And though the month of May might have brought Maypoles and baskets of flowers, it was also a month of growth and renewal - and the season of the plow. After months of breathing stale, smoky air, the smell of the freshly turned earth made the toil of plowing bearable.
Almanacs from colonial times advised, "In May your Indian corn must be planted. This is the basic chore and the field work of the year." Corn to the colonists meant grain from wheat, oats or any grass that bore kernels. Thus they called the kernels on the main crop of the Native American's, corn.
It's interesting to note that corn, left on its own, will not reseed. It requires proper planting, a few seeds in a hill of dirt, for the kernels to survive and propagate.
In addition to plowing, May was the season to collect pole wood. And though it might be used for a Maypole, it also would be used to make brooms for spring cleaning, among other things.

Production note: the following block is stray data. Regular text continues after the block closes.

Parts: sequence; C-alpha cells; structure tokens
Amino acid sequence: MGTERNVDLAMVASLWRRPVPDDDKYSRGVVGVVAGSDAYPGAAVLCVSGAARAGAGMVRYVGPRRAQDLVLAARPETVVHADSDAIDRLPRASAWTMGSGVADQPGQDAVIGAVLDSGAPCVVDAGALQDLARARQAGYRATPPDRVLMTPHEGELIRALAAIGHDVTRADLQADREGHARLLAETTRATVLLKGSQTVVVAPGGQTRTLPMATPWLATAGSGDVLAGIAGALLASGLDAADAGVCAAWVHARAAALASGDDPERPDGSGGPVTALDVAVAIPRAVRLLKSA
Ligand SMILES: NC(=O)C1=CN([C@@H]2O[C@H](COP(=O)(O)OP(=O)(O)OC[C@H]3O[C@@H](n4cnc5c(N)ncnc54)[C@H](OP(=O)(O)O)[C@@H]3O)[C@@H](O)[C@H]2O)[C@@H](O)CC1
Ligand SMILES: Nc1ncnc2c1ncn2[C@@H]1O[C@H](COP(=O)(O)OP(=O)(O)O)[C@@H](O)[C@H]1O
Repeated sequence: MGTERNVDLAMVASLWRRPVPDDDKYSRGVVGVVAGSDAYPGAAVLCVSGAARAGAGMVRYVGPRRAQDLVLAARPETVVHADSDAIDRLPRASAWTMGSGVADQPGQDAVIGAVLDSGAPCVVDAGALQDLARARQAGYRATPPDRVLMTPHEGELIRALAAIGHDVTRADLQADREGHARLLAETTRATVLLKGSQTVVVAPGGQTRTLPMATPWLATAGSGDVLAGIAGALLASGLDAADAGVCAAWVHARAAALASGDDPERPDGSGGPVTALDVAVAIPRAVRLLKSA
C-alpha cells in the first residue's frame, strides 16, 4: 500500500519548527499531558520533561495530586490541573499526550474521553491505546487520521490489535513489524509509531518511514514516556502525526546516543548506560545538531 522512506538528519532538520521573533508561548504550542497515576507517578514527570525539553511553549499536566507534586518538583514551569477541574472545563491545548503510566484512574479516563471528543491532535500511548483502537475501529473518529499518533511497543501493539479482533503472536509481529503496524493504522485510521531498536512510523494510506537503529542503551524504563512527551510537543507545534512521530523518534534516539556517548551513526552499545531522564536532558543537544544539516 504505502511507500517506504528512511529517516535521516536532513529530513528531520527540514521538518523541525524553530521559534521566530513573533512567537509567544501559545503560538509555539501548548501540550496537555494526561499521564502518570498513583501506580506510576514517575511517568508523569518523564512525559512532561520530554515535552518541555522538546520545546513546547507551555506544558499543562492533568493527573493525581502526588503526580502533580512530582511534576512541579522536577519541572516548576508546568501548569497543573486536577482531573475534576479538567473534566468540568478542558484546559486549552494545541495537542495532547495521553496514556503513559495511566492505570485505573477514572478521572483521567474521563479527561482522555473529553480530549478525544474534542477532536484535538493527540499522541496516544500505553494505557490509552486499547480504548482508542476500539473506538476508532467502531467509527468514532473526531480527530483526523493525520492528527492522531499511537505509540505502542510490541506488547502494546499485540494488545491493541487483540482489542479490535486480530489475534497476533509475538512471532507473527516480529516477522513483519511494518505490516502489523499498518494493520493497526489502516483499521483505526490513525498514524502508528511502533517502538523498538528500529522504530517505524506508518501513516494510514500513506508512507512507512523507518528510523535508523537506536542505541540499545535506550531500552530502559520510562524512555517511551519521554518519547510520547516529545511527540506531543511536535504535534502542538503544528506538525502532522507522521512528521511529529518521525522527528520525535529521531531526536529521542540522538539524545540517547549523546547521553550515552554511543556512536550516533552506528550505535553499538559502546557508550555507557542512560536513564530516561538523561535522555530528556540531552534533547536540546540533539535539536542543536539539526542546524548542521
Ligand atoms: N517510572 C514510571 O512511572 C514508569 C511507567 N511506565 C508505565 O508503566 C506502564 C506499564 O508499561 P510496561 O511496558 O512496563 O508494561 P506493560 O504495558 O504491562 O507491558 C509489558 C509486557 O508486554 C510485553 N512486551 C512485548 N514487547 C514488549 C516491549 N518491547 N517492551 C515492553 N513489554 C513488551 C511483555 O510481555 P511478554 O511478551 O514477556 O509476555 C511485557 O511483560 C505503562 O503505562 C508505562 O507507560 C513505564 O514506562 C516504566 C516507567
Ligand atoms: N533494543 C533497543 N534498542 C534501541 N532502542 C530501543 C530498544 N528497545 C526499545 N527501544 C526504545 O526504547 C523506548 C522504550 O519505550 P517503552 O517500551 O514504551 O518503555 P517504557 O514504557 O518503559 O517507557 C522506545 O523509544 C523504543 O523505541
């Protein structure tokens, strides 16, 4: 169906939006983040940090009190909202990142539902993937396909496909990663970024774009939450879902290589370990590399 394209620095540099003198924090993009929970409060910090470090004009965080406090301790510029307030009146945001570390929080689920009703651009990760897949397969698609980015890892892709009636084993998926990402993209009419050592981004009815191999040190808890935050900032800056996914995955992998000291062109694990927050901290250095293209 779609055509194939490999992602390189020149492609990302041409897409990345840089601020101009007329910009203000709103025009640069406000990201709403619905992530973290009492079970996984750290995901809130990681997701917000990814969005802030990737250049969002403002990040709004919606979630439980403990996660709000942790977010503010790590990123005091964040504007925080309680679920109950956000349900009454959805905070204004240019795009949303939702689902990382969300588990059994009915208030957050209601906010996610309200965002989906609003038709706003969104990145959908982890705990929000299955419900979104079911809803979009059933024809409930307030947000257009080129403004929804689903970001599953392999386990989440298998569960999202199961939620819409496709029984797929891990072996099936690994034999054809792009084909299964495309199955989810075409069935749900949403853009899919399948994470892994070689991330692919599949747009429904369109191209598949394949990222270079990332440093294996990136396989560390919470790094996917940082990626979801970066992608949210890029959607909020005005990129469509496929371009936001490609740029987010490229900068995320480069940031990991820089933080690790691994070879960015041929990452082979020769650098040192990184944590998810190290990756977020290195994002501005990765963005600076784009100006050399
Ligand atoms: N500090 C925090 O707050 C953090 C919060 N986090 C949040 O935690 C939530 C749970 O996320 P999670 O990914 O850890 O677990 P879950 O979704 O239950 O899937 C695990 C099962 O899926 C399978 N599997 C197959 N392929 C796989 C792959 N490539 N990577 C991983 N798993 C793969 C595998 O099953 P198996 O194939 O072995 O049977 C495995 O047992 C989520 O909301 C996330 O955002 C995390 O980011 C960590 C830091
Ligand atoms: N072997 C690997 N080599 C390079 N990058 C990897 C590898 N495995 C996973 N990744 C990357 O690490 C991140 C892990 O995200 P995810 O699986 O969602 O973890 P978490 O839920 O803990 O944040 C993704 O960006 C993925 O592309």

Other "woodlot chores" in May would include gathering splintwood for baskets and barrel hoops. Black ash, hickory and white oak were commonly used and after cutting into splints, they were kept in running water, which helped keep them soft and ready for pounding.
How to make a yellow birch broom: find one yellow birch sapling, peel off the bark and cut into a pole. Splinter one end upward. Make cuts in the middle to splinter downward. Fold the middle splinters downward and tie around the lower splinters.
Rebecca's debut novel, A PLACE IN HIS HEART, is a historical romance based
on Mary and Barnabas Horton, Rebecca’s ninth great-grandparents. Set in 1600’s Southold, Long Island, book one of The Southold Chronicles releases June 3rd. She lives in the Pacific Northwest and when not writing, she enjoys faith, family, genealogy, travel, reading, running, baking and gardening. Rebecca is represented by Greg Johnson of WordServe Literary Agency.